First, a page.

Scrum is a robust framework for getting things done. Maybe you’re interested in using Scrum but wondering:
Will Scrum work with the kind of work I do? Do I need to customize it to make it work?
Most of the content written about Scrum assumes a software development context, but you can apply it to so many other types of work. This article will cover three essential topics to help you begin using Scrum in whatever kind of work you do.
While you probably could try and apply Scrum to any type of work, there are some places is it will thrive and others where it will feel forced or even detrimental.
Scrum takes an incremental and iterative approach, and this approach shines in uncertain or changing environments. Because scrum has a rhythm of evaluation and adaptation, how the product owner prioritizes the work can change as needed.
If your work requires everything to be known before you begin, applying Scrum will likely feel forced. Constructing a bridge requires a commitment to finish according to the original plans and not change course halfway across the river, and it’s probably not going to be a good project for Scrum.
However, most projects these days are not this rigid.
But even if your work is less product or service oriented, remember that Scrum is about maximizing the value delivered. So if you lead a finance team, you could use Scrum to help your team continually evaluate what work needs to be done each sprint to deliver the most value to the organization and your customers.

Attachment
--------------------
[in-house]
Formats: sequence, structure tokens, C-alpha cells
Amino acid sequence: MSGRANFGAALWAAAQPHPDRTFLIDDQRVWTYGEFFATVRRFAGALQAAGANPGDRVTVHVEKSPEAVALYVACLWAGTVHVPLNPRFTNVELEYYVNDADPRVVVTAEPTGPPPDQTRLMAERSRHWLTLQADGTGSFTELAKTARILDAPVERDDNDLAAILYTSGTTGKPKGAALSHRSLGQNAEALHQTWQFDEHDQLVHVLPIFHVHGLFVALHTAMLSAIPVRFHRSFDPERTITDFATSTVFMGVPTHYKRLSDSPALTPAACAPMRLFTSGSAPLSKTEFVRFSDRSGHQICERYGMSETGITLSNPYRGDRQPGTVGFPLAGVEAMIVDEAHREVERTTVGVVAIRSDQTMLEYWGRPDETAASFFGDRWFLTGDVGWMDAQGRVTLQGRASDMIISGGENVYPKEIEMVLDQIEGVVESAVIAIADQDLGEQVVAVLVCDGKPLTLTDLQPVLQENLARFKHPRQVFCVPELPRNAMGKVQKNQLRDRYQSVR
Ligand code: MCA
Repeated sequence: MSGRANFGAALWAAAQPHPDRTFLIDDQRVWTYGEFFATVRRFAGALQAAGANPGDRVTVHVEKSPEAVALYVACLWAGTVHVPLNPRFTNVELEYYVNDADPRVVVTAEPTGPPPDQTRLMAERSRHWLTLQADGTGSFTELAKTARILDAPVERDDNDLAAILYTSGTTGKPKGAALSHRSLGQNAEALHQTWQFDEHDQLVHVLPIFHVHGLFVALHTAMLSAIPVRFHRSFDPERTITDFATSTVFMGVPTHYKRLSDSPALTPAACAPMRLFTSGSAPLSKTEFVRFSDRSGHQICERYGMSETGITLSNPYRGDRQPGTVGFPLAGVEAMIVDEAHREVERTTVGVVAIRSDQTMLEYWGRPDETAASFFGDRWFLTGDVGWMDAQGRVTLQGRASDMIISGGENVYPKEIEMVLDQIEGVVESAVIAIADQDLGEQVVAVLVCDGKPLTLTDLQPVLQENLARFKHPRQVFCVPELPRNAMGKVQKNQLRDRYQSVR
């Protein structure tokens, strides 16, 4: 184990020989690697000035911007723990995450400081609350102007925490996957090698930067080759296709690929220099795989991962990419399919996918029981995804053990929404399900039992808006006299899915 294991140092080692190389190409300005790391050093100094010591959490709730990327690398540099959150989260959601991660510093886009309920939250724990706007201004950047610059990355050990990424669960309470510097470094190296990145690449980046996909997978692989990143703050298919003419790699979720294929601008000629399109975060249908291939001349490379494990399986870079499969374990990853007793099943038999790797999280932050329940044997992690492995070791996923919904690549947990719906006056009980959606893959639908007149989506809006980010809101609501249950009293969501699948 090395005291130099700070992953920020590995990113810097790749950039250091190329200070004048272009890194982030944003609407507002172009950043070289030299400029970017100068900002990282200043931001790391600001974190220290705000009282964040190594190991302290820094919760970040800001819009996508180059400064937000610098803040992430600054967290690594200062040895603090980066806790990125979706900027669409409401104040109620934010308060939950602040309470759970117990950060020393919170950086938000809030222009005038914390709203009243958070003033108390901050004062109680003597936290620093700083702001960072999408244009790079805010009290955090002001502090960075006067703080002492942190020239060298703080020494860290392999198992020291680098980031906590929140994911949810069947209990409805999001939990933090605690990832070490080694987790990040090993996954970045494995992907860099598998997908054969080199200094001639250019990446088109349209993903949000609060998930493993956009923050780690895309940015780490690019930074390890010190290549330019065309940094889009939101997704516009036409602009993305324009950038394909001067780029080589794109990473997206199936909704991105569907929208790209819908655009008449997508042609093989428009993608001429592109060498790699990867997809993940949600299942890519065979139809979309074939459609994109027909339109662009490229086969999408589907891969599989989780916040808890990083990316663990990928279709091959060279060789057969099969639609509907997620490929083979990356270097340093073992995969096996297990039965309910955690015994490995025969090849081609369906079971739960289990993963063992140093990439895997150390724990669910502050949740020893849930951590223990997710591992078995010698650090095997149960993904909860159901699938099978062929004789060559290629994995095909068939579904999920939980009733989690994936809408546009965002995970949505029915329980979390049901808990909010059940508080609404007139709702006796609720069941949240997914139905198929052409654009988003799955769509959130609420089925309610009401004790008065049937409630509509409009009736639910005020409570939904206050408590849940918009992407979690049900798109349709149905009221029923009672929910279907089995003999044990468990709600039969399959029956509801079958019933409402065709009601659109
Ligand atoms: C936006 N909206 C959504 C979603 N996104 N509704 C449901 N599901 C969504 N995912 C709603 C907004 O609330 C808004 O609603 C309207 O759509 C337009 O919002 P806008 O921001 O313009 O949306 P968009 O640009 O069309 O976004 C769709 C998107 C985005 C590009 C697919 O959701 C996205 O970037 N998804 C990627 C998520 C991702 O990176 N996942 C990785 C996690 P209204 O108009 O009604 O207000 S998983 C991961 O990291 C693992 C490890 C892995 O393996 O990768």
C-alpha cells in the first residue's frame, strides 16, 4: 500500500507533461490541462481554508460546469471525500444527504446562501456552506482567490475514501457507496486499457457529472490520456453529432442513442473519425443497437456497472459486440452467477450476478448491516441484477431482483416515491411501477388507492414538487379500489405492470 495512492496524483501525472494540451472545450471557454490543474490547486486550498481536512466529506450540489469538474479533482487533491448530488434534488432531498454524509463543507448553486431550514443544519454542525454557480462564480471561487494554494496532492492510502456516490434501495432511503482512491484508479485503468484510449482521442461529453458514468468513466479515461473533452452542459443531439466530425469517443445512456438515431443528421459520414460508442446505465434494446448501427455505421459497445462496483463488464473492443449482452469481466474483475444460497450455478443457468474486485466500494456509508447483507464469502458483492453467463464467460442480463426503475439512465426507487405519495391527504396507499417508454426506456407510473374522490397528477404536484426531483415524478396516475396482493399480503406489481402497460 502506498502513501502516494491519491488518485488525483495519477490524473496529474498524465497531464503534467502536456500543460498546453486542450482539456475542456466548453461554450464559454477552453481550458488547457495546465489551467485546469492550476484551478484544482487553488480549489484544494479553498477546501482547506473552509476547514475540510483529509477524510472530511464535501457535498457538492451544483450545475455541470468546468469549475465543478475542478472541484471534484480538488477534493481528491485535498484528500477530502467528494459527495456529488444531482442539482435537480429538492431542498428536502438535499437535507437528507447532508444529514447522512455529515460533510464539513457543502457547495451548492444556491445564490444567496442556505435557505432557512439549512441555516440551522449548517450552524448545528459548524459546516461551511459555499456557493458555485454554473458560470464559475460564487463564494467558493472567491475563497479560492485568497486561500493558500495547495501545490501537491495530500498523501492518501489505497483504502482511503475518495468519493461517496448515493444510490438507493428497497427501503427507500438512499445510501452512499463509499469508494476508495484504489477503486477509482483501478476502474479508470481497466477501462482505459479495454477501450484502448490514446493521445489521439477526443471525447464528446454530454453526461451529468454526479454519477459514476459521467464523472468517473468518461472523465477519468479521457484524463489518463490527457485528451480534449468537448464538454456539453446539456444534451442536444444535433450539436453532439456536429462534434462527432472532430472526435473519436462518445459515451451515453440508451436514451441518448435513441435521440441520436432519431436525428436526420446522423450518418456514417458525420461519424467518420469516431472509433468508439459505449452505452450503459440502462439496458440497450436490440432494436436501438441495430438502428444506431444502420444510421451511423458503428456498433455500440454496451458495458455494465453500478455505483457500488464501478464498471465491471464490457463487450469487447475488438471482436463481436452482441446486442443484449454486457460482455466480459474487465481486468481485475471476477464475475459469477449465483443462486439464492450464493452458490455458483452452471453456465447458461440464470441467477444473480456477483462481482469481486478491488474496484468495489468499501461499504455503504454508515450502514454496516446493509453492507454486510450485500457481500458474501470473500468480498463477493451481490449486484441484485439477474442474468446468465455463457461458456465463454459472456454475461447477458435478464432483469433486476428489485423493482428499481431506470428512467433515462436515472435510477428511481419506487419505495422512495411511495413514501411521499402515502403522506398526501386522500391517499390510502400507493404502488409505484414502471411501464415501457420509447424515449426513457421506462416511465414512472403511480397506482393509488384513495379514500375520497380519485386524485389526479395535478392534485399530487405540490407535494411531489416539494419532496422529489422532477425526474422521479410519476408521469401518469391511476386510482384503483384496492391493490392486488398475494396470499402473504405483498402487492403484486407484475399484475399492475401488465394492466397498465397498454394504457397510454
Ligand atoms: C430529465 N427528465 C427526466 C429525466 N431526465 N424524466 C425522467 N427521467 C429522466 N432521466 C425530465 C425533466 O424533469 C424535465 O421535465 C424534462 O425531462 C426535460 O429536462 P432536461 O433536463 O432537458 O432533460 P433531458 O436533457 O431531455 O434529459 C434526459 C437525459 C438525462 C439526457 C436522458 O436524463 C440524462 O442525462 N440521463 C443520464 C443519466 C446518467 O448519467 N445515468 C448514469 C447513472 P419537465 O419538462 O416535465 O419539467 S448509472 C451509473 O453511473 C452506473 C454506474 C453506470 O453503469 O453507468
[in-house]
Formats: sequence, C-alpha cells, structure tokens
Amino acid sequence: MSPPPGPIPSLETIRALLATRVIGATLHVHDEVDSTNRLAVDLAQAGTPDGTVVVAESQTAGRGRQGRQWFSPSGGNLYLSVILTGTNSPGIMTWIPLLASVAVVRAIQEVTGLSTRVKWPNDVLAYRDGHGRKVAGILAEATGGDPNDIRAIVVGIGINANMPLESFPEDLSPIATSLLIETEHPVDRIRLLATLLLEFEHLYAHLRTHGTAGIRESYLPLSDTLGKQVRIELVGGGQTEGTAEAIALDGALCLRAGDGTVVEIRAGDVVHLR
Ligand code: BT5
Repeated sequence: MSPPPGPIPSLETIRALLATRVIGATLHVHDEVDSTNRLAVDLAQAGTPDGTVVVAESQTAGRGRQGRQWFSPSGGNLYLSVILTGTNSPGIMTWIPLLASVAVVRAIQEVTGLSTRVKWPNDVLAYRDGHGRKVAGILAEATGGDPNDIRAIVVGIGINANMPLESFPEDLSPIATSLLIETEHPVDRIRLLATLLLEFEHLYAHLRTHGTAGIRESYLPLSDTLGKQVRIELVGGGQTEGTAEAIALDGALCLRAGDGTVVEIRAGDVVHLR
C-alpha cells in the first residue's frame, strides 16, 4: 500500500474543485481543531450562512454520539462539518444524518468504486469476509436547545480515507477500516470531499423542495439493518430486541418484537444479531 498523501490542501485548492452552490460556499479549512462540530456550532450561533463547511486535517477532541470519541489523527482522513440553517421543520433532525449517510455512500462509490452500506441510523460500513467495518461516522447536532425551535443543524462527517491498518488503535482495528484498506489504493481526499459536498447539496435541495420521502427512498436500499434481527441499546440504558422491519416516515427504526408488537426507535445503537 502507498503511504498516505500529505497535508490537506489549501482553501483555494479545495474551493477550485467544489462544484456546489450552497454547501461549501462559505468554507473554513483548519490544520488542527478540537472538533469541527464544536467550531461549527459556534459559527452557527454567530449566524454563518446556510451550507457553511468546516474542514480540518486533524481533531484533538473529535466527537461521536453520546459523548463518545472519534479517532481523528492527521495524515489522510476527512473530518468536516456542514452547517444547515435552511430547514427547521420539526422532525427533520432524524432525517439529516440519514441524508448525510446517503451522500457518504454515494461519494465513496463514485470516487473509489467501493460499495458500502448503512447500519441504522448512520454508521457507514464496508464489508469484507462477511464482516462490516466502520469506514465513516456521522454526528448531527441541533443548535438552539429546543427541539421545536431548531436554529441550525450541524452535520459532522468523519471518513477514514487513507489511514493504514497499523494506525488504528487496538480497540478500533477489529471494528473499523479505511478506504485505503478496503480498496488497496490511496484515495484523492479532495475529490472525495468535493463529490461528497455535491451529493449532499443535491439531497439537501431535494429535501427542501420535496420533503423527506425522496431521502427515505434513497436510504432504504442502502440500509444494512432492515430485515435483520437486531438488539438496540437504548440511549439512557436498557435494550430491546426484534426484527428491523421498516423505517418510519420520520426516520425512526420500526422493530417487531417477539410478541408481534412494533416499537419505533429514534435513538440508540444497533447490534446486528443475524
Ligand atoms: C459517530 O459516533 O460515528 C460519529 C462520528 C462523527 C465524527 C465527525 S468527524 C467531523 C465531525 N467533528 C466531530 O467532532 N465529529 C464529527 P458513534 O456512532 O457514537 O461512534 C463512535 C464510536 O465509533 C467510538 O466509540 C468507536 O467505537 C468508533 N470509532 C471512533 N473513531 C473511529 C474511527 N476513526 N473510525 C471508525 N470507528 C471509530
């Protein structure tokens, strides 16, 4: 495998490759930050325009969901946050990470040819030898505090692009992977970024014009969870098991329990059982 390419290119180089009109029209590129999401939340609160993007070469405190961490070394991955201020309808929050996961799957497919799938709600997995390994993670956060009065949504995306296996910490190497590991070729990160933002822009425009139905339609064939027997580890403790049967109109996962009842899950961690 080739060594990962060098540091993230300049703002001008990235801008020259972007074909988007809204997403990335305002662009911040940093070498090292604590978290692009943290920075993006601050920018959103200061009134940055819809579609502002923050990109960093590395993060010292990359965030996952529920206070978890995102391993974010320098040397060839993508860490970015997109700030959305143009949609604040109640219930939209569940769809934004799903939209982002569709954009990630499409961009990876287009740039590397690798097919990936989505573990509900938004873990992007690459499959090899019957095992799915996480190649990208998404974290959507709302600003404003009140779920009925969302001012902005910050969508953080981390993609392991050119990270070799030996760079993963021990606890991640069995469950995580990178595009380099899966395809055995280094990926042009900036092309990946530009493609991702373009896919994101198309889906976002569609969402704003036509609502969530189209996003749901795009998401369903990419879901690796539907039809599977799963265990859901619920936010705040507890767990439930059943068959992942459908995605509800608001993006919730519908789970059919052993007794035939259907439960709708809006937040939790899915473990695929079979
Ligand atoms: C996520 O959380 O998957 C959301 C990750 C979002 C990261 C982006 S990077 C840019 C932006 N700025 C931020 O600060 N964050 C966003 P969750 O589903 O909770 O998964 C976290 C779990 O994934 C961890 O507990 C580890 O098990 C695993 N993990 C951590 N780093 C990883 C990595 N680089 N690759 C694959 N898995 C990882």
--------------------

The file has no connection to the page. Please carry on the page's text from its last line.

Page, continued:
Scrum assumes and really requires a collaborative team, and the whole team owns the completion of work in the backlog. There is an intentional shift from I to we as a team learns Scrum.
You will want to evaluate the current level of trust in your team. Adopting Scrum might be more than the current team dynamics could handle if it's shallow. Even on a healthier team, the shift can be difficult at first but usually results in greater trust and collaboration than there was before.
Here are a couple of other team-related considerations:
I’m continually experimenting to see how Scrum can help me and others get essential work done. Here are examples where I’ve applied Scrum to different kinds of projects.
Leaning Scrum for the first time can be a bit overwhelming. There are many new terms and concepts in Scrum.
Well we’re here to help.